This ongoing work of the Spirit will give the disciples peace and takes away their fear, because the Spirit is always there as their helper who stands by them especially during the challenging times of persecution and martyrdom.

Peace I leave with you; my peace I give to you.
Not as the world gives do I give it to you.
Do not let your hearts be troubled or afraid.

The First Reading shows us an example of the fulfillment of Jesus’ promise of the presence of the Holy Spirit as an Advocate who will teach and remind the community after his departure. This passage is sometimes called the “Council of Jerusalem,” the first council of the church which dealt with the first major crisis of the early Church. In this passage we see how the early church was led by the Holy Spirit in decision-making.

Luke reports that some Judean people came to the Christians at Antioch to tell them that the gentile converts could not be saved unless they were circumcised. The Judaeans were worried that the traditional practices were being altered by the church at Antioch, and they were exercising themselves in behalf of the tradition.

The elders of the church acknowledge that they face a problem for which no extant policy offers a clear solution; so they decided to deal with this as a community by calling a meeting of the leadership (“apostles and presbyters”). They carefully looked back into their experience. Peter rehearses his experience of being drawn into the Gentile mission through the remarkable conversion of Cornelius and his household. Then Paul and Barnabas describe “the signs and wonders God had worked among the Gentiles through them” (Acts 15:12).

The assembly then interprets their experience of God working through them by looking to the longer experience of the community embodied in its Scriptures. This is exemplified by James’ citing a passage from the prophet Amos (Amos 9:11-12; the Greek version), which implies two stages in God’s plan for Israel: (1) the restoration of the people of Israel (“rebuild the fallen hut of David”) and (2) the ingathering of the Gentiles (“so that the rest of humanity may seek out the Lord, even all the Gentiles”).

The conclusion that the Jerusalem council reached was that the mission to the Gentiles is the will of God, and that they ought to do all in their power to cooperate with this divine initiative. The apostles rebuke the Judaeans by telling them what the decision of the Holy Spirit is: circumcision is not required for salvation. The decision about what is required for salvation is the Lord’s.  Thus, the Judaeans were actually opposed to the mind of the Lord. Likewise, they decided on a policy that both honors the tradition and adjusts to changing circumstances; they asked of Gentile converts only that they keep the minimal “rules for resident aliens” indicated in Leviticus (regarding marriages to relatives, food associated with idolatry, and improper slaughtering).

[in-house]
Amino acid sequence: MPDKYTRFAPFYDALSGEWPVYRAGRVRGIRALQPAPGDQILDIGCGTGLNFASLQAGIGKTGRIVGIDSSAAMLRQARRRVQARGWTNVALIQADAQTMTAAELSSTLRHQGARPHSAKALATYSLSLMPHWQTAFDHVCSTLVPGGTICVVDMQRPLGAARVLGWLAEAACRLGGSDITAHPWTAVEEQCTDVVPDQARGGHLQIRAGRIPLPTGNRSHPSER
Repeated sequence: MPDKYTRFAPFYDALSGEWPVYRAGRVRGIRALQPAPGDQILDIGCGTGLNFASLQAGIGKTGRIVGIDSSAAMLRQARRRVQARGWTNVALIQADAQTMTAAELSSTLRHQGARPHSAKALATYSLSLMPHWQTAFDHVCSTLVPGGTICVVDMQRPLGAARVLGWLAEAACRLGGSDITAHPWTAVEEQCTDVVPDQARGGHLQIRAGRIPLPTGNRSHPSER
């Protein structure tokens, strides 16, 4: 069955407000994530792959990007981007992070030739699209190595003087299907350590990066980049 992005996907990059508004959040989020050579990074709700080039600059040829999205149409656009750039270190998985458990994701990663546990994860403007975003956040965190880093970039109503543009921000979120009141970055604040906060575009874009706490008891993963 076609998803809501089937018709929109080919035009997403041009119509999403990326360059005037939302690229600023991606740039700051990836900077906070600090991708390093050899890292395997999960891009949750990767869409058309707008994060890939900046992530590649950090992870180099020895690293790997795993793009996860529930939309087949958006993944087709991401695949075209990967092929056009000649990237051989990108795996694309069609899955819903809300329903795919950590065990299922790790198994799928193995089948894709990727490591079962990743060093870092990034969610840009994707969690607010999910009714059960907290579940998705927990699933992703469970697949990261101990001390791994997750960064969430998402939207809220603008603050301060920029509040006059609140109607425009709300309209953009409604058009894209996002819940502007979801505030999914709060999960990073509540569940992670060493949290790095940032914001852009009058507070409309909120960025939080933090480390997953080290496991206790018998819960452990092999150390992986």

Finally, they boldly spoke of this very human process (reflection on experience and interpretation in the light of tradition) as “the decision of the Holy Spirit and of us.”

Through this experience, we saw how the Spirit of God was at work through the very human processes of decision-making in our Church. This experience taught the church  to take seriously both our present experience and tradition. Our hierarchies, traditions, teachings, and laws all help us remember. The traditions and structures of the church, however, should not lead us to close our eyes to the working of the Spirit in the world and the situation especially of the poor and the needy today. We need to continue to be obedient to the Holy Spirit by not remaining close-in within ourselves. As Pope Francis told catechists gathered in Rome in 2013,

What I want to say now, I have already said many times before, but it comes from my heart … When we Christians are closed in our group, in our movement, in our parish, in our own environment, we remain closed and what happens to us is what happens to whatever remains closed: when a room is closed the odor of humidity gathers. … A Christian … remains closed and becomes ill.

Pope Francis, International Congress on Catechesis, Vatican City, September 28, 2013

Jesus calls us today, to say yes to the Spirit, to go wherever the Spirit blows. By this, we will know that Jesus is with us, just as a sheep know the voice of their shepherd. In knowing Jesus, we will know the presence of the Father.

The risen Christ has not abandoned us, his disciples, the church at all times. The Holy Spirit, the bond of the love of the Father and the Son, continues to lead and guide all peoples and the church towards the final fulfillment of God’s kingdom.

 

Why did Jesus ask Peter “Do you love me?” three times? — Aleteia — Catholic Spirituality, Lifestyle, World News, and Culture

While some authors have answered this question from a strictly spiritual point of view, the original Greek text of the Gospel provides further insights.

via Why did Jesus ask Peter “Do you love me?” three times? — Aleteia — Catholic Spirituality, Lifestyle, World News, and Culture